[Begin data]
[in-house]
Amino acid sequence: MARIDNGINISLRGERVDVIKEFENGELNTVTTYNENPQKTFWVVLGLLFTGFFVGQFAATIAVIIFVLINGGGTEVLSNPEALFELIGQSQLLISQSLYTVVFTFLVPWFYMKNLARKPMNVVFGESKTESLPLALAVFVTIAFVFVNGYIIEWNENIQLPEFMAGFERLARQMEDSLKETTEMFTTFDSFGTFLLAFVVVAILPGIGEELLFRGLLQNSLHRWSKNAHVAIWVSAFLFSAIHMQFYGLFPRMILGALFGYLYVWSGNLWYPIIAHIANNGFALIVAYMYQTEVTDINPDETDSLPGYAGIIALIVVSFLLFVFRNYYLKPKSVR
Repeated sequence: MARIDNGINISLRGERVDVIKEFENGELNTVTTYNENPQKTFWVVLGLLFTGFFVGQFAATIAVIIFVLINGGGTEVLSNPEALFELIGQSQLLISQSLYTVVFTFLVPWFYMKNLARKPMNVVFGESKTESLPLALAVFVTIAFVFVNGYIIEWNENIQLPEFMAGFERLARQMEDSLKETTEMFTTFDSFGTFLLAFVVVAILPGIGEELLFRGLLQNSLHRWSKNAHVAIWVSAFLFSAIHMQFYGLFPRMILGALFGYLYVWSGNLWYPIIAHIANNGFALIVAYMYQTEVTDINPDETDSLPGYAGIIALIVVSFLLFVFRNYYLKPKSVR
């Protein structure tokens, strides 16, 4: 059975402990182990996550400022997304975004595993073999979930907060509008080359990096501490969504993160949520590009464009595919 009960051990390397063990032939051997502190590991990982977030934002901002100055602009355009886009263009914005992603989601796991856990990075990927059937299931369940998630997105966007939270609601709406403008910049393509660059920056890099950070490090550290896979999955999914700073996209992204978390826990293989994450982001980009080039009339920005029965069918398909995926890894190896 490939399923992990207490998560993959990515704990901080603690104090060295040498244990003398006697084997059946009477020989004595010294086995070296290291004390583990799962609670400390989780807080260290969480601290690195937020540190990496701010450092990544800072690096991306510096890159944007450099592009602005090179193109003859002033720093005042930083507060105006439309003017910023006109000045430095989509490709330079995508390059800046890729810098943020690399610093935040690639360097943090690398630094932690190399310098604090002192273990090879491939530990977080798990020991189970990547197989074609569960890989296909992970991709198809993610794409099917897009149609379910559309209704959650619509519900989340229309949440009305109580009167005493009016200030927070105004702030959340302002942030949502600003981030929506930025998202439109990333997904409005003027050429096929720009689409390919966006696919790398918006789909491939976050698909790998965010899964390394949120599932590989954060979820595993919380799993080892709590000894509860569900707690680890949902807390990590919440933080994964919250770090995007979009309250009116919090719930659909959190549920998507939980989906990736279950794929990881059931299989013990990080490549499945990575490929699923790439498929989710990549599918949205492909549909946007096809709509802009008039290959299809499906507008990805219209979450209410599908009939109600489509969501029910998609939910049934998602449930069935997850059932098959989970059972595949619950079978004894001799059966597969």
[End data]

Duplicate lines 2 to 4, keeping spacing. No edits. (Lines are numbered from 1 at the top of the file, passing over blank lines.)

Amino acid sequence: MARIDNGINISLRGERVDVIKEFENGELNTVTTYNENPQKTFWVVLGLLFTGFFVGQFAATIAVIIFVLINGGGTEVLSNPEALFELIGQSQLLISQSLYTVVFTFLVPWFYMKNLARKPMNVVFGESKTESLPLALAVFVTIAFVFVNGYIIEWNENIQLPEFMAGFERLARQMEDSLKETTEMFTTFDSFGTFLLAFVVVAILPGIGEELLFRGLLQNSLHRWSKNAHVAIWVSAFLFSAIHMQFYGLFPRMILGALFGYLYVWSGNLWYPIIAHIANNGFALIVAYMYQTEVTDINPDETDSLPGYAGIIALIVVSFLLFVFRNYYLKPKSVR
Repeated sequence: MARIDNGINISLRGERVDVIKEFENGELNTVTTYNENPQKTFWVVLGLLFTGFFVGQFAATIAVIIFVLINGGGTEVLSNPEALFELIGQSQLLISQSLYTVVFTFLVPWFYMKNLARKPMNVVFGESKTESLPLALAVFVTIAFVFVNGYIIEWNENIQLPEFMAGFERLARQMEDSLKETTEMFTTFDSFGTFLLAFVVVAILPGIGEELLFRGLLQNSLHRWSKNAHVAIWVSAFLFSAIHMQFYGLFPRMILGALFGYLYVWSGNLWYPIIAHIANNGFALIVAYMYQTEVTDINPDETDSLPGYAGIIALIVVSFLLFVFRNYYLKPKSVR
């Protein structure tokens, strides 16, 4: 059975402990182990996550400022997304975004595993073999979930907060509008080359990096501490969504993160949520590009464009595919 009960051990390397063990032939051997502190590991990982977030934002901002100055602009355009886009263009914005992603989601796991856990990075990927059937299931369940998630997105966007939270609601709406403008910049393509660059920056890099950070490090550290896979999955999914700073996209992204978390826990293989994450982001980009080039009339920005029965069918398909995926890894190896 490939399923992990207490998560993959990515704990901080603690104090060295040498244990003398006697084997059946009477020989004595010294086995070296290291004390583990799962609670400390989780807080260290969480601290690195937020540190990496701010450092990544800072690096991306510096890159944007450099592009602005090179193109003859002033720093005042930083507060105006439309003017910023006109000045430095989509490709330079995508390059800046890729810098943020690399610093935040690639360097943090690398630094932690190399310098604090002192273990090879491939530990977080798990020991189970990547197989074609569960890989296909992970991709198809993610794409099917897009149609379910559309209704959650619509519900989340229309949440009305109580009167005493009016200030927070105004702030959340302002942030949502600003981030929506930025998202439109990333997904409005003027050429096929720009689409390919966006696919790398918006789909491939976050698909790998965010899964390394949120599932590989954060979820595993919380799993080892709590000894509860569900707690680890949902807390990590919440933080994964919250770090995007979009309250009116919090719930659909959190549920998507939980989906990736279950794929990881059931299989013990990080490549499945990575490929699923790439498929989710990549599918949205492909549909946007096809709509802009008039290959299809499906507008990805219209979450209410599908009939109600489509969501029910998609939910049934998602449930069935997850059932098959989970059972595949619950079978004894001799059966597969």